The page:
Why would you think they were not constrained in 1940? The British were very sharp about developing countermeasures and how would you even properly radio control these over any great range when you have to deal with wind, individual variations in performance etc? How are you even going to get positional data to a controller unless they are literally being guided from a bomber in line of sight? Also adding all that radio control gear will cut into the equipment available for tanks, planes. U-Boats.
 
Well, given that the original V-1 was produced by Volkswagen and Fieseler, it would affect those two the most I guess, if the production starts in late 1938/early 1939 then Volkswagen will stop some of its production of civilian cars and perhaps some of its Kugelwagen ones
You could say that VW was a State supported investment scam, as no Strength thru Joy Car was ever delivered to a worker, despite the weekly payments made in some cases, since the start of the program in 1938.
What would later be known as the Wolfsburg Plant, was severely underused during the War. Only real production started in early January 1940 with introduction of Polish slave labor for making field stoves and wooden drop tanks.
The Kübelwagen initial production was done by Porsche at Stuttgart, and moved to Wolfsburg in August 1940, after lobbying by VW for that contract- and even then, bodies were supplied by Ambi Budd, that was a partially owned subsidiary of Budd in the USA in a Berlin suburb until.it was damaged by Allied bombing..

Anyway, there was plenty of space for making buzz bombs from the day enough building the plant was completed.
 
Why would you think they were not constrained in 1940? The British were very sharp about developing countermeasures and how would you even properly radio control these over any great range when you have to deal with wind, individual variations in performance etc? How are you even going to get positional data to a controller unless they are literally being guided from a bomber in line of sight? Also adding all that radio control gear will cut into the equipment available for tanks, planes. U-Boats.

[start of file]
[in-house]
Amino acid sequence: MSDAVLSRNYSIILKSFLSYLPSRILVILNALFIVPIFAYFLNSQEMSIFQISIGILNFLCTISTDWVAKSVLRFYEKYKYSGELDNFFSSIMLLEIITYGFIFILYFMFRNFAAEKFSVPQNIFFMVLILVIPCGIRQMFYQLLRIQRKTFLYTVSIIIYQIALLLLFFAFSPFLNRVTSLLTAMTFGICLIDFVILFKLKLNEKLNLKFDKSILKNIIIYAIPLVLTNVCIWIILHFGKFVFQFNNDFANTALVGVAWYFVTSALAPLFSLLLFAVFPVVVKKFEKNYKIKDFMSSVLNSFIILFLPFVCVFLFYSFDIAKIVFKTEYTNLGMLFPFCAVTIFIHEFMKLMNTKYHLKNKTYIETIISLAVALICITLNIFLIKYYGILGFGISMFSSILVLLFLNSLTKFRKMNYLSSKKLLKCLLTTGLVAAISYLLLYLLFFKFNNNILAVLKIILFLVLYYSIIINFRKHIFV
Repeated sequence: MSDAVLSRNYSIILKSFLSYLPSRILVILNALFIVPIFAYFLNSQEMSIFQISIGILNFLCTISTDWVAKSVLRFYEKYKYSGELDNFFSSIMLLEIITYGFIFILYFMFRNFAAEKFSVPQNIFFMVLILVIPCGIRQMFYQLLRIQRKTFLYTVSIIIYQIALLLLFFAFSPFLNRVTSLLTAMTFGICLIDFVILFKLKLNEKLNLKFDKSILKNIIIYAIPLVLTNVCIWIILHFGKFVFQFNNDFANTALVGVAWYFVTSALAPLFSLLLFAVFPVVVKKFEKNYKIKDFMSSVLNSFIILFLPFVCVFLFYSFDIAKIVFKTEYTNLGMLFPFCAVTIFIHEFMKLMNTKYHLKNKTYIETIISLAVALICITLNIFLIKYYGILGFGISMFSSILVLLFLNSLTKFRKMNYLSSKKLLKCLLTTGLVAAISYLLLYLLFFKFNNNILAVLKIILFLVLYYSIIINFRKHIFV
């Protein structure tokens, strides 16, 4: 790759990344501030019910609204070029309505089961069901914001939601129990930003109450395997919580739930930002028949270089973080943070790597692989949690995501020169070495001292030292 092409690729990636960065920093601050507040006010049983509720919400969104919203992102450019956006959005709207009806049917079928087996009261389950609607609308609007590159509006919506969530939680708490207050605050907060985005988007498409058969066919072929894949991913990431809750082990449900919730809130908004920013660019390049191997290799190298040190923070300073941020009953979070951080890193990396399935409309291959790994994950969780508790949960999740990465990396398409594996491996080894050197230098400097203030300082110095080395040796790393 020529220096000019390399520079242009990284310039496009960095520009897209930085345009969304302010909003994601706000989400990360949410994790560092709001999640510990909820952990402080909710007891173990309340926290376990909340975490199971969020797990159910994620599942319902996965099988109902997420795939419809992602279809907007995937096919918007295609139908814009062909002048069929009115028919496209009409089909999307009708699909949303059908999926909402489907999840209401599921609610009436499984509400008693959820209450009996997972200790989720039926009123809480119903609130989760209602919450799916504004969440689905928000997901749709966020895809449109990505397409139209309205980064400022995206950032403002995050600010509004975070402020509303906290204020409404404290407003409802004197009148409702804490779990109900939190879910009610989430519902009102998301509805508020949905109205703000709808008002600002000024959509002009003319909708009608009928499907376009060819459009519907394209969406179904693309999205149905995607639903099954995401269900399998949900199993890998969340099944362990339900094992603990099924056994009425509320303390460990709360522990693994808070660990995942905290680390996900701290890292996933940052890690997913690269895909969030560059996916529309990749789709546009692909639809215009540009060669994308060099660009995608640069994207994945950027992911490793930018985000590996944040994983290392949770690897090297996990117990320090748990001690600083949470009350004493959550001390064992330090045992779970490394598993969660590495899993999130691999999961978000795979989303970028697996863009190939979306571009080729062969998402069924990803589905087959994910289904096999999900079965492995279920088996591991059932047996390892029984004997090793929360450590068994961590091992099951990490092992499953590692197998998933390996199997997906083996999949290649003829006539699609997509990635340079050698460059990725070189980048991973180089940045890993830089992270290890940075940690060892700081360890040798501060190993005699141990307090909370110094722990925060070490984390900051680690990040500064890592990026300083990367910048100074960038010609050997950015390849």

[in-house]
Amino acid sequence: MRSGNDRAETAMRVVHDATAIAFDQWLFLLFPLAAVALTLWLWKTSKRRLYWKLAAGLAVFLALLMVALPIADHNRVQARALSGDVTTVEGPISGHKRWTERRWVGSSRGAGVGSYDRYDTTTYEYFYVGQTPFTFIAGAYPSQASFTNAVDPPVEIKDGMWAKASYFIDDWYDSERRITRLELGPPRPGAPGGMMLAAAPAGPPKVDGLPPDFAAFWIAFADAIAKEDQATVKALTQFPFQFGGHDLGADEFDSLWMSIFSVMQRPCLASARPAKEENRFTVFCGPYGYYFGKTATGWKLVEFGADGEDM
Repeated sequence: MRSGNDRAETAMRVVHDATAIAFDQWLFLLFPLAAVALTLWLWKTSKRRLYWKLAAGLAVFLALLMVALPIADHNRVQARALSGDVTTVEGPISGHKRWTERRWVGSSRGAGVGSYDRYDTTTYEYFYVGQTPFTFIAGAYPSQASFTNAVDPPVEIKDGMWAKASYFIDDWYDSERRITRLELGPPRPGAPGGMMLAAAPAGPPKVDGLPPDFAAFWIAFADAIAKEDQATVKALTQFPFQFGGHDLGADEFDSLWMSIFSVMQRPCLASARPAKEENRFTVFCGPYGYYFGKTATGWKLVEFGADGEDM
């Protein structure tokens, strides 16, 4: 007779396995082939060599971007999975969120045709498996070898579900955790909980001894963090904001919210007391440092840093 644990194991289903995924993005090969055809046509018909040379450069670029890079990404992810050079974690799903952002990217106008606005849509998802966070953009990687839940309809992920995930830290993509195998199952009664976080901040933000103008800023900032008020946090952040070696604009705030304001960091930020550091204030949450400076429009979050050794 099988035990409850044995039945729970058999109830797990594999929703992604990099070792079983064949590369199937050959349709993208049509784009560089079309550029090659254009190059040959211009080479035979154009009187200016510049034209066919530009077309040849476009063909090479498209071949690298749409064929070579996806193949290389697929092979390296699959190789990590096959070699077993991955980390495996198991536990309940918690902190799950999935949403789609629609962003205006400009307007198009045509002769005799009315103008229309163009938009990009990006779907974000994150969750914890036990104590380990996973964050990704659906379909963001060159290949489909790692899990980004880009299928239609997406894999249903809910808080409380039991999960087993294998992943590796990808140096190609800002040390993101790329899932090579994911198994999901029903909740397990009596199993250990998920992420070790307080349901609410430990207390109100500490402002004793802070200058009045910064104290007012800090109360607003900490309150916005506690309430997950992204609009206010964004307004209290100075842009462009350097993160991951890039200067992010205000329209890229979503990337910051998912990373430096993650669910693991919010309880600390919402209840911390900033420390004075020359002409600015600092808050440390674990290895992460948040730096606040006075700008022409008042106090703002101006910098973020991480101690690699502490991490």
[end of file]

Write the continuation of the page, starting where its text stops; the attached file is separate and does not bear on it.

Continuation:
One use radio control equipment, mark you.

Which is turning what started off as a cheap way of throwing explosives a long way to somewhere within a circle with a diameter of around 40 miles into a very expensive way of throwing explosives a long way to somewhere within a slightly smaller circle.

Maybe all the expensive bits of this Magic V1 can be on a giant rubber band and bungeed back once it is on final descent.

If radio control equipment is being literally thrown away in large numbers (we'll assume that the British, unlike OTL, don't develop counter-measures because this is 1940, and the British are being mind-controlled by the moustache twirling of the German Brains), then what of the German military infrastructure isn't get radios?

Let's handwave and say future visitors bring an infinite supply of radio equipment of the standard of the time. How are these miracle weapons being directed? If it's something like Knickebein, well, what happened OTL doesn't bode well for the usefulness of these Magic V1. If the Fritz-X system is being used, then there is the ludicrous situation that in order to get vaguely useful accuracy on a system intended to relieve bombers of the need to go into harm's way, bombers need to accompany these V1s in order to guide them, so going into harm's way. It would be at about this point that some German subaltern would say: "Hans, why don't we simply carry bombs and drop them ourselves and achieve the same thing?"

"I don't know, Wolfgang. I very carefully don't ask questions like that because I don't want to get shot."

***

What started off as an interesting premise has gone down the route of there being desperate attempts to turn something that makes the German situation worse into a wonder war-winning weapon, and the cracks show.
 
Why would you think they were not constrained in 1940? The British were very sharp about developing countermeasures and how would you even properly radio control these over any great range when you have to deal with wind, individual variations in performance etc? How are you even going to get positional data to a controller unless they are literally being guided from a bomber in line of sight? Also adding all that radio control gear will cut into the equipment available for tanks, planes. U-Boats.
That's how twin beam navigation worked,from the pre-war Lorenz with 30 mile range, to the slightly improved Knickebein of 100 miles in 1939.and just a bit later, the improved X-Gerät of 200 miles.
But in each case, the British were able to jam or deflect the beam, but that took time. Sometimes too late, like with Coventry, where the LW was able to use the Nav assist to its fullest.